Over the last four months, we have tracked the District of New Jersey’s proposal and adoption of a new Local Civil Rule – L. Civ. R. 7.1.1 – requiring lawyers to disclose details about third-party litigation funding. The Clerk of the District of New Jersey has now issued a Notice to the Bar clarifying that this new Rule only requires the filing of a statement where third-party litigation funding exists.
Increasingly popular online “lead generation” services offering to connect attorneys with potential mass tort plaintiffs may expose counsel to ethics violations, the New Jersey Advisory Committee on Professional Conduct cautioned in two recent advisory opinions.
New Jersey attorneys are charged with the affirmative responsibility to “question whether the marketing company is improperly labeling its services,” the committee stated in a June 21, 2021 joint opinion with the Committee on Attorney Advertising. On the same date, the Advisory Committee issued another joint opinion with the Committee on the Unauthorized Practice of Law offering further insight on the circumstances in which a permissible client lead becomes an improper for-profit referral.
A Pennsylvania federal court has again asked that the state’s Supreme Court clarify whether, and to what extent, medical device manufacturers are immune from strict liability claims by virtue of the “unavoidably unsafe products” exemption recognized in Restatement (Second) of Torts Sec. 402A cmt. k (“Comment k”)—only this time with a direct certification.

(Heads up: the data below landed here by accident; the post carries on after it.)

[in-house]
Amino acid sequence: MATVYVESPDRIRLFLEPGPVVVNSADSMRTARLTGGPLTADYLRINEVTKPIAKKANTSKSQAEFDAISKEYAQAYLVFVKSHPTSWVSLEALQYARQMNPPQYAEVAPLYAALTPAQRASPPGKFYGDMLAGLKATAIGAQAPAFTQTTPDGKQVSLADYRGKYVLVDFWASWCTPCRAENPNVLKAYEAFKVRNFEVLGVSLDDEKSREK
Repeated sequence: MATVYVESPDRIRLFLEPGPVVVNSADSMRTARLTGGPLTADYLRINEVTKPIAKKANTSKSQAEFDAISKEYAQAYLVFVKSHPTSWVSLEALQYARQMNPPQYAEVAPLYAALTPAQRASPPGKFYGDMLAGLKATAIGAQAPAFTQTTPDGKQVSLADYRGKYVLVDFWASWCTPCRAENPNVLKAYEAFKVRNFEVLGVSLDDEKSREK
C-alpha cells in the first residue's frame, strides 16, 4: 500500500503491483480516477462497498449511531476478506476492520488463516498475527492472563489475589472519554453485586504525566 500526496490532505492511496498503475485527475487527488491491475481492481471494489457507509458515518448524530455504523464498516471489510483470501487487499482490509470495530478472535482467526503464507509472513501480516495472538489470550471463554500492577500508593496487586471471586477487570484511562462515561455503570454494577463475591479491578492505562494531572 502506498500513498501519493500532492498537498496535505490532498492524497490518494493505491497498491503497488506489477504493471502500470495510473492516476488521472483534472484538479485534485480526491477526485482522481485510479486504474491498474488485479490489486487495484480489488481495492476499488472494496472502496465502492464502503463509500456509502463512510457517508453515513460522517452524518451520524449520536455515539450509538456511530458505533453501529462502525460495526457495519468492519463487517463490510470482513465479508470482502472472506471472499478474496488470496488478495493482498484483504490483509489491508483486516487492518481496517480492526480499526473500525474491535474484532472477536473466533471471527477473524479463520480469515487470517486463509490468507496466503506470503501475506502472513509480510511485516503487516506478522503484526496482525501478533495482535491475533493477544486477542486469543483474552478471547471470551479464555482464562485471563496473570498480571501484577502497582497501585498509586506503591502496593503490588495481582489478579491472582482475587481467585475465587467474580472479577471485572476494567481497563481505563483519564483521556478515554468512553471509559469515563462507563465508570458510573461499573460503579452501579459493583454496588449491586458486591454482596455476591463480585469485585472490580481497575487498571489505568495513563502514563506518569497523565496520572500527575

On Thursday, the Third Circuit Court of Appeals certified that question to the Pennsylvania Supreme Court, along with a question about which negligent design defect theory—or theories—a Pennsylvania plaintiff may assert against a medical device manufacturer. Pet. for Certification of Questions of State Law, ECF No. 50, Ebert v. C.R. Bard, Inc., et al., No. 20-2139 (3d Cir. June 24, 2021) (“Ebert Pet.”). Last spring, Judge Pappert of the Eastern District of Pennsylvania dismissed Ms. Ebert’s strict liability claim, finding her IVC filter “an ‘unavoidably unsafe product’” under Hahn v. Richter, 673 A.3d 888 (Pa. 1996), and she appealed that order granting summary judgment to the Third Circuit.
The U.S. District Court for the District of New Jersey has adopted new Local Civil Rule 7.1.1, requiring lawyers to disclose details about third-party litigation funding. On June 21, 2021, Chief Judge Freda L. Wolfson signed the order formally amending the Rule to include Section 7.1.1.
The FDA’s recent policy shift regarding homeopathic drugs was recently supported by the D.C. Circuit Court of Appeals in MediNatura v. FDA, No. 20-5341 (D.C. Cir. 2021), when it upheld the denial of a preliminary injunction to block the FDA from withdrawing a longstanding enforcement policy regarding homeopathic drug products.
It’s no secret that the regulatory landscape of cosmetics and personal care products as we know it is changing. Over the last few years, Congress, along with industry and consumer groups, have made a combined effort to push for heightened regulation of these products. The latest effort, introduced in Congress on June 15, 2021, seeks to ban the addition of per- and polyfluoroalkyl substances (generally known as “PFAS”) in cosmetics and personal care products.